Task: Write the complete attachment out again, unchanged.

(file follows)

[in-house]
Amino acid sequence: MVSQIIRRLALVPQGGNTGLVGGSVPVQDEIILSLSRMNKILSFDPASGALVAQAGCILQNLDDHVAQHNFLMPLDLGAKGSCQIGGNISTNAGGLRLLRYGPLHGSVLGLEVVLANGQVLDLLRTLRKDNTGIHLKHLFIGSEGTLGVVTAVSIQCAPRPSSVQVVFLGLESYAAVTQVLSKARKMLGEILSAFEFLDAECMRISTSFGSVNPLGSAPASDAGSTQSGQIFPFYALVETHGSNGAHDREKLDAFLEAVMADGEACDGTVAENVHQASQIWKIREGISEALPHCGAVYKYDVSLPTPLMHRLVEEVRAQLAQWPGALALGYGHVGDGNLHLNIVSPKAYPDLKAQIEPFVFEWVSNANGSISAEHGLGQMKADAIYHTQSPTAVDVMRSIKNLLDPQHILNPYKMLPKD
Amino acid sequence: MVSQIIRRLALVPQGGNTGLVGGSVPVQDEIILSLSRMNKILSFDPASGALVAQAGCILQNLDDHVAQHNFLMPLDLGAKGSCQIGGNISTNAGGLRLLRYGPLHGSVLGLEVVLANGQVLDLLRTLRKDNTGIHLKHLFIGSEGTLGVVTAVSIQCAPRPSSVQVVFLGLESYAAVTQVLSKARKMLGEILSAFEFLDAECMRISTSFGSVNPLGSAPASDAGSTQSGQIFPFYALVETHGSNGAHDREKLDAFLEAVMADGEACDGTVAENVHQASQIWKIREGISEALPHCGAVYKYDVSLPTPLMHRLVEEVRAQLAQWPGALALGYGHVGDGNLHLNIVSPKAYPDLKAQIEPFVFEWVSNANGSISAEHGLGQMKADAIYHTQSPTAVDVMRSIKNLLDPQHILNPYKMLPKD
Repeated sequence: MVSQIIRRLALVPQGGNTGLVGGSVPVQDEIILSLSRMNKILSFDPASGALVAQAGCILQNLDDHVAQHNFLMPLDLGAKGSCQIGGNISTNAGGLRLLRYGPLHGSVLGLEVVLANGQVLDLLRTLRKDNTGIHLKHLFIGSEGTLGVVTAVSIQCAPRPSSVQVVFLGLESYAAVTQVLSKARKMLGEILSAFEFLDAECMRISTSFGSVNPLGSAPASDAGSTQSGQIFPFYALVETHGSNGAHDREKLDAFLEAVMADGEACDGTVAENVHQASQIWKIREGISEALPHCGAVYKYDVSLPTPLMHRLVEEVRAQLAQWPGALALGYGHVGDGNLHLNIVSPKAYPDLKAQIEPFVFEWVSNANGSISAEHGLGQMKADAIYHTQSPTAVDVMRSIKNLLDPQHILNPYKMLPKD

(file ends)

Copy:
[in-house]
Amino acid sequence: MVSQIIRRLALVPQGGNTGLVGGSVPVQDEIILSLSRMNKILSFDPASGALVAQAGCILQNLDDHVAQHNFLMPLDLGAKGSCQIGGNISTNAGGLRLLRYGPLHGSVLGLEVVLANGQVLDLLRTLRKDNTGIHLKHLFIGSEGTLGVVTAVSIQCAPRPSSVQVVFLGLESYAAVTQVLSKARKMLGEILSAFEFLDAECMRISTSFGSVNPLGSAPASDAGSTQSGQIFPFYALVETHGSNGAHDREKLDAFLEAVMADGEACDGTVAENVHQASQIWKIREGISEALPHCGAVYKYDVSLPTPLMHRLVEEVRAQLAQWPGALALGYGHVGDGNLHLNIVSPKAYPDLKAQIEPFVFEWVSNANGSISAEHGLGQMKADAIYHTQSPTAVDVMRSIKNLLDPQHILNPYKMLPKD
Amino acid sequence: MVSQIIRRLALVPQGGNTGLVGGSVPVQDEIILSLSRMNKILSFDPASGALVAQAGCILQNLDDHVAQHNFLMPLDLGAKGSCQIGGNISTNAGGLRLLRYGPLHGSVLGLEVVLANGQVLDLLRTLRKDNTGIHLKHLFIGSEGTLGVVTAVSIQCAPRPSSVQVVFLGLESYAAVTQVLSKARKMLGEILSAFEFLDAECMRISTSFGSVNPLGSAPASDAGSTQSGQIFPFYALVETHGSNGAHDREKLDAFLEAVMADGEACDGTVAENVHQASQIWKIREGISEALPHCGAVYKYDVSLPTPLMHRLVEEVRAQLAQWPGALALGYGHVGDGNLHLNIVSPKAYPDLKAQIEPFVFEWVSNANGSISAEHGLGQMKADAIYHTQSPTAVDVMRSIKNLLDPQHILNPYKMLPKD
Repeated sequence: MVSQIIRRLALVPQGGNTGLVGGSVPVQDEIILSLSRMNKILSFDPASGALVAQAGCILQNLDDHVAQHNFLMPLDLGAKGSCQIGGNISTNAGGLRLLRYGPLHGSVLGLEVVLANGQVLDLLRTLRKDNTGIHLKHLFIGSEGTLGVVTAVSIQCAPRPSSVQVVFLGLESYAAVTQVLSKARKMLGEILSAFEFLDAECMRISTSFGSVNPLGSAPASDAGSTQSGQIFPFYALVETHGSNGAHDREKLDAFLEAVMADGEACDGTVAENVHQASQIWKIREGISEALPHCGAVYKYDVSLPTPLMHRLVEEVRAQLAQWPGALALGYGHVGDGNLHLNIVSPKAYPDLKAQIEPFVFEWVSNANGSISAEHGLGQMKADAIYHTQSPTAVDVMRSIKNLLDPQHILNPYKMLPKD